If your benefits are stopping because you are starting full-time work or are earning more money,  your SMI will also stop but you may qualify for Mortgage Interest Run On payments for the next 4 weeks. Click here for more details.

SMI is a loan not a benefit and must be repaid.

Don’t rush in to agreeing to a loan if you are not sure it is right for you. There might be other options to help you pay the interest that you can discuss with your lender.


How much do I have to pay back and when?


SMI is paid as a loan but,  unlike most loans, you don’t make monthly repayments so it shouldn’t affect your day-to-day budgeting.

The loan payments are secured on your home at an interest rate of 1.3%. This rate may change on 1 January and 1 July every year.

You’ll only need to repay the loan and interest when you:

  • sell the property, or
  • transfer ownership of the property to someone else.

If there’s isn’t enough money from the sale of your home to repay the SMI loan in full, the rest of the loan will be written off and you won’t have to repay it.

If you sell your home and buy somewhere new, you can ask for any loan balance to be transferred to your new home.

You can also choose to pay money back at any time. The minimum amount you can pay back is £100. Contact DWP Loan Repayment – 0800 916 0567 if you want to find out more about doing this.

You can ask to stop getting SMI loan payments at any time.


Where can I get more information?


The DWP has produced easy to read Guides and videos explaining SMI and how to apply.

We are sorry that we cannot provide this information in Welsh, however if you would like to speak to an adviser in Welsh please contact 08000 495 495.

Private sale and rent back schemes

Private sale and rent back schemes


Sale and rent back schemes are operated by private, profit making companies.

You sell your home to a private company and rent it back from them.

If you sell and rent back your home, you can lose the security of a permanent home. You also might not get the best price for your property.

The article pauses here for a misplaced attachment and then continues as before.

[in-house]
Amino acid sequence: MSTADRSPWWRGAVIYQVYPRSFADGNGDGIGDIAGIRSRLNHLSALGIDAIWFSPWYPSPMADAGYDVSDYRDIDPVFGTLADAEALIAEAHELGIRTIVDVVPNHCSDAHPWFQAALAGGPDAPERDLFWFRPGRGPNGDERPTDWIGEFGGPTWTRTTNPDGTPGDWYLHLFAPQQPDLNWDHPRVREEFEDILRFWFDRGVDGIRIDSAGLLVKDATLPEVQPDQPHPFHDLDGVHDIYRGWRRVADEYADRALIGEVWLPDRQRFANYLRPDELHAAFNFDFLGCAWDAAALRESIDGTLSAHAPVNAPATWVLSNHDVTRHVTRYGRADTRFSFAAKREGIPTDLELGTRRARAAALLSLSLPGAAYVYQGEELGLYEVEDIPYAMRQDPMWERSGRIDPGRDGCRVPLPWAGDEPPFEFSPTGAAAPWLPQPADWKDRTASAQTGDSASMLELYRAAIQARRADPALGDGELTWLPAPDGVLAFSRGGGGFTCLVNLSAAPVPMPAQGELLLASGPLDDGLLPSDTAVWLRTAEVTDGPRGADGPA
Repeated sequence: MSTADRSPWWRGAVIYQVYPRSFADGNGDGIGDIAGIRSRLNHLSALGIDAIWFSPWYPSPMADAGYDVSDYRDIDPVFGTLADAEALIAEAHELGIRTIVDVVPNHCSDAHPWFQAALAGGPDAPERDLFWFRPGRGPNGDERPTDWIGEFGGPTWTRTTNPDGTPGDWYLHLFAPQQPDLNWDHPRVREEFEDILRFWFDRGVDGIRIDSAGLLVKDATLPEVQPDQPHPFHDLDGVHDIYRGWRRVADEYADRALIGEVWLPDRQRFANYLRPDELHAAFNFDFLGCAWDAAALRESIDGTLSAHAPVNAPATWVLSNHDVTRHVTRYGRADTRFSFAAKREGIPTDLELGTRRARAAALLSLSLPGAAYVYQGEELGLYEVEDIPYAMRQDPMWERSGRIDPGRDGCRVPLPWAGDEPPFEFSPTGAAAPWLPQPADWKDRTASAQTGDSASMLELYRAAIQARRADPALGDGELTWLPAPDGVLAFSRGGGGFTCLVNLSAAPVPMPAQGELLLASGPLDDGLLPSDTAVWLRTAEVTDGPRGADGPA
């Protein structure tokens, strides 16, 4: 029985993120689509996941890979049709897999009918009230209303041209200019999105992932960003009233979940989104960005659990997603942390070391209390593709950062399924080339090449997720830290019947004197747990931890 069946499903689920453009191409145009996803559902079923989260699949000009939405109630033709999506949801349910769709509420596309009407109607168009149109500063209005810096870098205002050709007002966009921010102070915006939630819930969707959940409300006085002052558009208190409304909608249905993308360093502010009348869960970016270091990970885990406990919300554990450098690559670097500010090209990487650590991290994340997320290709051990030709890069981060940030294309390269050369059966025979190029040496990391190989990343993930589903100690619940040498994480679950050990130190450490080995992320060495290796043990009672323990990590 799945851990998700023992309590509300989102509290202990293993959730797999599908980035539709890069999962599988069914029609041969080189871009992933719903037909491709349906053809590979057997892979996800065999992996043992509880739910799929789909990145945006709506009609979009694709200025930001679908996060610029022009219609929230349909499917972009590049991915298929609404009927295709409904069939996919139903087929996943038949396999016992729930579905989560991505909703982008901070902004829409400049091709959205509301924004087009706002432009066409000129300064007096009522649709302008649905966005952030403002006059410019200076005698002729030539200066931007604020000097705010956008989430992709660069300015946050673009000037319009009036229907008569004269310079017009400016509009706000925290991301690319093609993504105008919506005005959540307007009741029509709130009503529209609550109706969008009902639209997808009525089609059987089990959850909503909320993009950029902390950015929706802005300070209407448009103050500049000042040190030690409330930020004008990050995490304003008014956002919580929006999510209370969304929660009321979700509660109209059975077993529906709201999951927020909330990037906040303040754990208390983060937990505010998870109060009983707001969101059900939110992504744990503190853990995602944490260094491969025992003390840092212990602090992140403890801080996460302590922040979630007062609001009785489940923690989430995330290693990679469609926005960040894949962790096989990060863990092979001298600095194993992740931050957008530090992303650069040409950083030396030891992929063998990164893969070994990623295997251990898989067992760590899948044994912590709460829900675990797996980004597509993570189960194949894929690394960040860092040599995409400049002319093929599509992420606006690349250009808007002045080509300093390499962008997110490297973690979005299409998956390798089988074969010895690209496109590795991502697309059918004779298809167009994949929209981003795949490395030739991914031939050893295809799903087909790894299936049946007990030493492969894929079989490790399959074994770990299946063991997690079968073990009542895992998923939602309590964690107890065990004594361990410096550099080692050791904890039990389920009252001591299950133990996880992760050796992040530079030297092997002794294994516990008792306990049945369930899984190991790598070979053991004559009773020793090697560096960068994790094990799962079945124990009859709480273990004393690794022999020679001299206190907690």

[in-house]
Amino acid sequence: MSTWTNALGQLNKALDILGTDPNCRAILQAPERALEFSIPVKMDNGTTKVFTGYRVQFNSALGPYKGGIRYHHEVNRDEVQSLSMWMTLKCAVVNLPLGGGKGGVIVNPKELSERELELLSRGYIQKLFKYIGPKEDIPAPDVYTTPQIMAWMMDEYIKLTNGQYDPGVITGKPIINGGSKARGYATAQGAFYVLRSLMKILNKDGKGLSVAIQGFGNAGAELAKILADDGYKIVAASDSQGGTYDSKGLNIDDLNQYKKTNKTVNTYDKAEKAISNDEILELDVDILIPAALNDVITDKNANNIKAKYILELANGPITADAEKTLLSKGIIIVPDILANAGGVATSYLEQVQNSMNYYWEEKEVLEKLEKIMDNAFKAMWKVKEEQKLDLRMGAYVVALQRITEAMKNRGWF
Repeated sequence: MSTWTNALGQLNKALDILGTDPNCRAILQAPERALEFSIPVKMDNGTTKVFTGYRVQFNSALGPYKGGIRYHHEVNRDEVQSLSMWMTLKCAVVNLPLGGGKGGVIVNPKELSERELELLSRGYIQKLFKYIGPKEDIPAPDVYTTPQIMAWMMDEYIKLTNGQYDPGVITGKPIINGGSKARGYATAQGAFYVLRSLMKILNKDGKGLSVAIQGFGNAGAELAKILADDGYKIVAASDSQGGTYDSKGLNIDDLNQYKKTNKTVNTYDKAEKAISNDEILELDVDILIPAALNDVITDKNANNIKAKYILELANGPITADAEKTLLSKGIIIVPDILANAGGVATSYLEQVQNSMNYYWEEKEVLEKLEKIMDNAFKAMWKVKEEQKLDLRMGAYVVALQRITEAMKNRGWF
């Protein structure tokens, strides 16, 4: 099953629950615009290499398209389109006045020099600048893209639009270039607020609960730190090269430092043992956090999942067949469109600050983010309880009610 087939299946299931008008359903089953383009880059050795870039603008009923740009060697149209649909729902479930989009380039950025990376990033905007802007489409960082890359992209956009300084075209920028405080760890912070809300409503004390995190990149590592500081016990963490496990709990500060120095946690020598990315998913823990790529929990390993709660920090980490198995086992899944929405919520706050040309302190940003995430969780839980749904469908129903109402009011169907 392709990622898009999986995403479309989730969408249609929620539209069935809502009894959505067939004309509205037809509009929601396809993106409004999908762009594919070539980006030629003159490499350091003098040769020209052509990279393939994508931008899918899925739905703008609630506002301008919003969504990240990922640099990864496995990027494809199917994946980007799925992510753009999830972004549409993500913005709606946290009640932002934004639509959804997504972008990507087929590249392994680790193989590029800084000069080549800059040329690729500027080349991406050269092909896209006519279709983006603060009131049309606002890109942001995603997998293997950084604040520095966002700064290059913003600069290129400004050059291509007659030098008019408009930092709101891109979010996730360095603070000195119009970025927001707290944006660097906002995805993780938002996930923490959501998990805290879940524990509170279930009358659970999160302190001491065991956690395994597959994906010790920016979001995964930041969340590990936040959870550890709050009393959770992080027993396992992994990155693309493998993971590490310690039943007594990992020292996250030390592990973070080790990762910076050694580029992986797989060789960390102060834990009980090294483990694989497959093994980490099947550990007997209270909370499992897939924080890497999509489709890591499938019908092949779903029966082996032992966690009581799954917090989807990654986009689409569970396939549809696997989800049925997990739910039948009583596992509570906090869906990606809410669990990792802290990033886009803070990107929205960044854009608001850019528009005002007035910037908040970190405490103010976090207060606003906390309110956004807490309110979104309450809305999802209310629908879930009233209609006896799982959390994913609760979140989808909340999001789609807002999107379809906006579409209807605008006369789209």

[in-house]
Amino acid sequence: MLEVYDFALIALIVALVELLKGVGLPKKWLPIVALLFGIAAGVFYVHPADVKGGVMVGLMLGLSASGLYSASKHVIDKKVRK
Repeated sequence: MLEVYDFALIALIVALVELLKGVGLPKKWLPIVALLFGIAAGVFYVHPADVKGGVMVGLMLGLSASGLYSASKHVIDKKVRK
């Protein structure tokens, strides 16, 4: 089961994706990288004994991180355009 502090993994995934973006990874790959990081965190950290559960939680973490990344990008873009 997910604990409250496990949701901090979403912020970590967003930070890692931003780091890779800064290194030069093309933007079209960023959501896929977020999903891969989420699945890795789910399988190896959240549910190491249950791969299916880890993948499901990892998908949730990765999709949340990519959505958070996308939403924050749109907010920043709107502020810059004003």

How do the schemes work?


Private sale and rent back schemes buy your home and rent the property back to you. This allows you to stay in your current home while making it more affordable.

Some schemes allow you to sell only part of your home, so that the property is owned on a shared ownership basis, while other schemes make it possible for you to buy your home back when your financial situation improves.

You should think carefully before signing up to a sale and rent back scheme. Although some schemes are effective and could help you to keep your home, others may simply increase your debts.

Sale and rent back schemes operated by private, profit-making companies are very different to the Mortgage Rescue Schemes operated by local authorities or housing associations.


Are private sale and rent back schemes regulated?


The Financial Conduct Authority (FCA) regulates the conduct of these schemes. Before entering into any private sale and rent back agreement you should check to see if the private firm is registered with the FCA. You can do this by using the Financial Services Register.

All FCA registered firms must follow certain rules, including:

  • You should be given a 14 day ‘cooling-off period’ to give you time to get advice on the scheme
  • They must check whether the scheme is likely to be affordable and appropriate for you, and must make you aware of the risks involved
  • The tenancy you are offered must have an initial fixed term of at least five years.

There are also rules on what happens if you get into rent arrears after the sale, for example:

  • You should not be charged a monthly arrears charge if you have made an agreement to repay the arrears
  • Eviction should always be the last resort – all other options should be considered first.

If you think a company is not following these rules, you can complain to the FCA.

Find out more about the FCA regulation of sale and rent back schemes here.


What are the risks of a sale and rent back scheme?


Be aware that:

  • Privately run schemes often buy homes well below the market rate, so you could lose as much as 20% of the true value of your home.
  • Many schemes only give assured shorthold tenancy agreements to the former owners. This gives you very little protection from eviction once you have sold your home. You could be evicted after the initial fixed term has ended – or even before that, if you fall behind with your rent payments or break one of the other conditions of the tenancy.